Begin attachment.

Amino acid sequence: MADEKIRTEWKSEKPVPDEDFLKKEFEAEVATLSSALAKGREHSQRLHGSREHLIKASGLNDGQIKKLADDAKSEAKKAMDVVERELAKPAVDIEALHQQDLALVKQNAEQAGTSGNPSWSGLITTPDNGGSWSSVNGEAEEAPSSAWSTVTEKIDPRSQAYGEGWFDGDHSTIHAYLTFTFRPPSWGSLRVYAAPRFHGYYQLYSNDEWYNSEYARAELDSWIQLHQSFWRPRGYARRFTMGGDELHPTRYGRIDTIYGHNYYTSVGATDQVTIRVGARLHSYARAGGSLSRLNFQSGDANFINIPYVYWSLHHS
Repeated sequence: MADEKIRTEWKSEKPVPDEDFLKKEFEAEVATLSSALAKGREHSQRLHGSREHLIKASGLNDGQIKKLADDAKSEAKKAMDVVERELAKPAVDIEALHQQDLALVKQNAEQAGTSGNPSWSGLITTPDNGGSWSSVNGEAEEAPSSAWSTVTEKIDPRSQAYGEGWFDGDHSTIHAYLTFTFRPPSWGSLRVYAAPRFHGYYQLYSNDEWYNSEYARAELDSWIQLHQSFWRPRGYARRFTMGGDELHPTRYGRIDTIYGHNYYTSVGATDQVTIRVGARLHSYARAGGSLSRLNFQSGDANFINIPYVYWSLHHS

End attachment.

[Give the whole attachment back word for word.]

Amino acid sequence: MADEKIRTEWKSEKPVPDEDFLKKEFEAEVATLSSALAKGREHSQRLHGSREHLIKASGLNDGQIKKLADDAKSEAKKAMDVVERELAKPAVDIEALHQQDLALVKQNAEQAGTSGNPSWSGLITTPDNGGSWSSVNGEAEEAPSSAWSTVTEKIDPRSQAYGEGWFDGDHSTIHAYLTFTFRPPSWGSLRVYAAPRFHGYYQLYSNDEWYNSEYARAELDSWIQLHQSFWRPRGYARRFTMGGDELHPTRYGRIDTIYGHNYYTSVGATDQVTIRVGARLHSYARAGGSLSRLNFQSGDANFINIPYVYWSLHHS
Repeated sequence: MADEKIRTEWKSEKPVPDEDFLKKEFEAEVATLSSALAKGREHSQRLHGSREHLIKASGLNDGQIKKLADDAKSEAKKAMDVVERELAKPAVDIEALHQQDLALVKQNAEQAGTSGNPSWSGLITTPDNGGSWSSVNGEAEEAPSSAWSTVTEKIDPRSQAYGEGWFDGDHSTIHAYLTFTFRPPSWGSLRVYAAPRFHGYYQLYSNDEWYNSEYARAELDSWIQLHQSFWRPRGYARRFTMGGDELHPTRYGRIDTIYGHNYYTSVGATDQVTIRVGARLHSYARAGGSLSRLNFQSGDANFINIPYVYWSLHHS